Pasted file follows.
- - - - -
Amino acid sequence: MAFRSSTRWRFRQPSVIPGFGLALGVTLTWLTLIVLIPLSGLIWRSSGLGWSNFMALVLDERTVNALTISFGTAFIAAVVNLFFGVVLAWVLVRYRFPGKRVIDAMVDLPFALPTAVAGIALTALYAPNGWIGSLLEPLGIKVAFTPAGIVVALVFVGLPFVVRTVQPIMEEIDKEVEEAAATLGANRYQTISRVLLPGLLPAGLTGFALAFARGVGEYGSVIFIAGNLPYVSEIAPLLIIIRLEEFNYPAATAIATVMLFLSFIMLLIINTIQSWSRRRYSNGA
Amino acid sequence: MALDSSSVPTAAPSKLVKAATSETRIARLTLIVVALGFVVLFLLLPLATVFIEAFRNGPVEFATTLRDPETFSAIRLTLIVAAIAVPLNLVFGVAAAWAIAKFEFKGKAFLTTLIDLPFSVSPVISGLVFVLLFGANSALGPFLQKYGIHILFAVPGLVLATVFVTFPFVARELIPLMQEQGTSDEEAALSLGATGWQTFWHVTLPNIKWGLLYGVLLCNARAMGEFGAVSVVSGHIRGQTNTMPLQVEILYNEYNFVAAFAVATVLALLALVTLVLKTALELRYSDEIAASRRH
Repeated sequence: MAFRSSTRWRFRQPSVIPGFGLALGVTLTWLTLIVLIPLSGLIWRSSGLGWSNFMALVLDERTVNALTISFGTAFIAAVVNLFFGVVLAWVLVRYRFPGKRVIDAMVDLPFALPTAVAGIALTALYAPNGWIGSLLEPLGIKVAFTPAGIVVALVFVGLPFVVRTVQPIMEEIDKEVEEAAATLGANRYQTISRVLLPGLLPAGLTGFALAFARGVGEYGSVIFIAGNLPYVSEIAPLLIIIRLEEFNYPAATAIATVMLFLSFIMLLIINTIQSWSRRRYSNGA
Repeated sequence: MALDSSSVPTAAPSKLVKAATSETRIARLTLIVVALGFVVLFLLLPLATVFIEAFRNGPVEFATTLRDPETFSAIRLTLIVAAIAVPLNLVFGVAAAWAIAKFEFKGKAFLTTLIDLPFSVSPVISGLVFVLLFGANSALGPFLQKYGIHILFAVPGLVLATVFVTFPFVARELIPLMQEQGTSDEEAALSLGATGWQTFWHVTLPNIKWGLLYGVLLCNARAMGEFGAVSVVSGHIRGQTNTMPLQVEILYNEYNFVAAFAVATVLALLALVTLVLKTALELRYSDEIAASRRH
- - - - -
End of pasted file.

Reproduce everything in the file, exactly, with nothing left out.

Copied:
Amino acid sequence: MAFRSSTRWRFRQPSVIPGFGLALGVTLTWLTLIVLIPLSGLIWRSSGLGWSNFMALVLDERTVNALTISFGTAFIAAVVNLFFGVVLAWVLVRYRFPGKRVIDAMVDLPFALPTAVAGIALTALYAPNGWIGSLLEPLGIKVAFTPAGIVVALVFVGLPFVVRTVQPIMEEIDKEVEEAAATLGANRYQTISRVLLPGLLPAGLTGFALAFARGVGEYGSVIFIAGNLPYVSEIAPLLIIIRLEEFNYPAATAIATVMLFLSFIMLLIINTIQSWSRRRYSNGA
Amino acid sequence: MALDSSSVPTAAPSKLVKAATSETRIARLTLIVVALGFVVLFLLLPLATVFIEAFRNGPVEFATTLRDPETFSAIRLTLIVAAIAVPLNLVFGVAAAWAIAKFEFKGKAFLTTLIDLPFSVSPVISGLVFVLLFGANSALGPFLQKYGIHILFAVPGLVLATVFVTFPFVARELIPLMQEQGTSDEEAALSLGATGWQTFWHVTLPNIKWGLLYGVLLCNARAMGEFGAVSVVSGHIRGQTNTMPLQVEILYNEYNFVAAFAVATVLALLALVTLVLKTALELRYSDEIAASRRH
Repeated sequence: MAFRSSTRWRFRQPSVIPGFGLALGVTLTWLTLIVLIPLSGLIWRSSGLGWSNFMALVLDERTVNALTISFGTAFIAAVVNLFFGVVLAWVLVRYRFPGKRVIDAMVDLPFALPTAVAGIALTALYAPNGWIGSLLEPLGIKVAFTPAGIVVALVFVGLPFVVRTVQPIMEEIDKEVEEAAATLGANRYQTISRVLLPGLLPAGLTGFALAFARGVGEYGSVIFIAGNLPYVSEIAPLLIIIRLEEFNYPAATAIATVMLFLSFIMLLIINTIQSWSRRRYSNGA
Repeated sequence: MALDSSSVPTAAPSKLVKAATSETRIARLTLIVVALGFVVLFLLLPLATVFIEAFRNGPVEFATTLRDPETFSAIRLTLIVAAIAVPLNLVFGVAAAWAIAKFEFKGKAFLTTLIDLPFSVSPVISGLVFVLLFGANSALGPFLQKYGIHILFAVPGLVLATVFVTFPFVARELIPLMQEQGTSDEEAALSLGATGWQTFWHVTLPNIKWGLLYGVLLCNARAMGEFGAVSVVSGHIRGQTNTMPLQVEILYNEYNFVAAFAVATVLALLALVTLVLKTALELRYSDEIAASRRH